The professional will need 3,000 hours of post-master internship; this is to include experience with substance abuse and co-occurring disorders. The Board will credit up to 1,500 hours for experience attained as a CADC. A professional licensed by the Mental Health Board can have 1,500 hours credited (http://www.gencourt.state.nh.us/rsa/html/XXX/330-C/330-C-mrg.htm).
Candidates who are not licensed as LADCs will need to take the qualifying exam. Additionally, the candidate will need to take an examination in substance use/ co-occurring disorders. Candidates already licensed as mental health professionals will be exempted.
Some MLADCs were licensed under older regulations. Those who were ‘grandfathered’ have until September 4, 2015 to meet new standards, including the 60-semester hour requirement; otherwise, their license will become ‘LADC’. The New Hampshire Alcohol and Drug Abuse Counselors Association is a resource for those working to meet the new standards (http://www.nhadaca.org/Licensing.html).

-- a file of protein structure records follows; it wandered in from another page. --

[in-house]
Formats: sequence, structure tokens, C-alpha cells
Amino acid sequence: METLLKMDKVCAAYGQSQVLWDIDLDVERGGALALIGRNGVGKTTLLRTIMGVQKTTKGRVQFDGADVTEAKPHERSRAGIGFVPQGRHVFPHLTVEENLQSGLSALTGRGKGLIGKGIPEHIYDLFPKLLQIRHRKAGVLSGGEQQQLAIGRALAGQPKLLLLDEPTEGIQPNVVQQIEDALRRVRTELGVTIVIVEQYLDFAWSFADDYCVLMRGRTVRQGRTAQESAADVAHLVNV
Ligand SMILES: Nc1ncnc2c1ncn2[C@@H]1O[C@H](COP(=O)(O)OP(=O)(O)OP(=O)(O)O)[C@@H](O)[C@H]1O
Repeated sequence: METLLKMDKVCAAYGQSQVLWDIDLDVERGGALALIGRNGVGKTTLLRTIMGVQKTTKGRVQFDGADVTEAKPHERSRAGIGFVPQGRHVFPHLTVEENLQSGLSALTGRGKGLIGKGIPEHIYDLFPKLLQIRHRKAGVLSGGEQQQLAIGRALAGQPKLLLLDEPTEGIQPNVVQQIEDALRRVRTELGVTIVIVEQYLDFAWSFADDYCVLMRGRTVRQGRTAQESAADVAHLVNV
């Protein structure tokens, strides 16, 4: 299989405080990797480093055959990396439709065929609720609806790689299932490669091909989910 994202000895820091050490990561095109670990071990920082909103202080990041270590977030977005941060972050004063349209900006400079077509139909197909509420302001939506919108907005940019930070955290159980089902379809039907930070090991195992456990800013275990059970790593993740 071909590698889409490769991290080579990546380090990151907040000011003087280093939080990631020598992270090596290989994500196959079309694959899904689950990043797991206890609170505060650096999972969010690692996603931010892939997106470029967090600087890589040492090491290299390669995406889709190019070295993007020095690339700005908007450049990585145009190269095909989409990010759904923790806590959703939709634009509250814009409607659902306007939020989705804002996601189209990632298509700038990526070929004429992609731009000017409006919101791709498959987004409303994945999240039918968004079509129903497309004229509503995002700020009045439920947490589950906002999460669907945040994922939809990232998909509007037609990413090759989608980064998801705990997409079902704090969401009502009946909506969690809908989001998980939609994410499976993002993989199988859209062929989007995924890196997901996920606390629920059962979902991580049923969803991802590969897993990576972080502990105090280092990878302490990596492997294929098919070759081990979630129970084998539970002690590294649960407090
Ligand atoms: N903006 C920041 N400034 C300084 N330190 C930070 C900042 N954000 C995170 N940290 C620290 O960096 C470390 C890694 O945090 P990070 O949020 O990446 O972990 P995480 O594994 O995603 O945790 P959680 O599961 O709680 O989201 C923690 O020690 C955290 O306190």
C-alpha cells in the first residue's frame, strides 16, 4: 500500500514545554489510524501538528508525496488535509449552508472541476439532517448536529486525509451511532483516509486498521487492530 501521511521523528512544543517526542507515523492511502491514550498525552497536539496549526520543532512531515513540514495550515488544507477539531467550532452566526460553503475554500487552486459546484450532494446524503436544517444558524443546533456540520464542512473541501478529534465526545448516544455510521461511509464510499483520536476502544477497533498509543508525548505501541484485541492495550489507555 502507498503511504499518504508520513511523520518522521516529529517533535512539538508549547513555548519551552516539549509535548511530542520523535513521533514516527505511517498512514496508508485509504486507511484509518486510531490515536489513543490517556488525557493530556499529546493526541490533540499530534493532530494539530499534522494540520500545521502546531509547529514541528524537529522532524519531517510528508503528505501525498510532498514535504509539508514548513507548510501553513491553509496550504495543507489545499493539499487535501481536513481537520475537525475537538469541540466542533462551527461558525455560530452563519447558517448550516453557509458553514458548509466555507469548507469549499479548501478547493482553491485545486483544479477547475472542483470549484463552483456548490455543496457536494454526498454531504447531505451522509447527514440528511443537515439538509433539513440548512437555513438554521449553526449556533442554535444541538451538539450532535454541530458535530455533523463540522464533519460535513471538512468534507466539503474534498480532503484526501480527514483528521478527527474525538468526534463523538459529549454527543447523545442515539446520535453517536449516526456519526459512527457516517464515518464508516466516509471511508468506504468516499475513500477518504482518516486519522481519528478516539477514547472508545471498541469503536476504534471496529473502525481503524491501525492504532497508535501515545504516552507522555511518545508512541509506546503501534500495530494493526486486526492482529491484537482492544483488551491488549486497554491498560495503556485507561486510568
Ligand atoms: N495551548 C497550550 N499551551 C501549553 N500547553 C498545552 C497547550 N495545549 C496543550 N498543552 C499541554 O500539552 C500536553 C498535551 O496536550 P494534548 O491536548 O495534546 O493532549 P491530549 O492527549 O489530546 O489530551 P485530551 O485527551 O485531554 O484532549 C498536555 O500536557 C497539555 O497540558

The Application Process
Applicants can contact the Board to initiate the application process. They will need to have fingerprints made by a law enforcement agency or a Department of Safety employee. The fingerprint cards must be submitted to the Board along with a records release. Candidates can expect to pay $260 in application fees and $100 in examination fees (http://www.nhes.nh.gov/elmi/products/licertocc/documents/alcohol.pdf). A candidate who needs to retake the examination will pay an additional $100.
Clinical Supervisor Requirements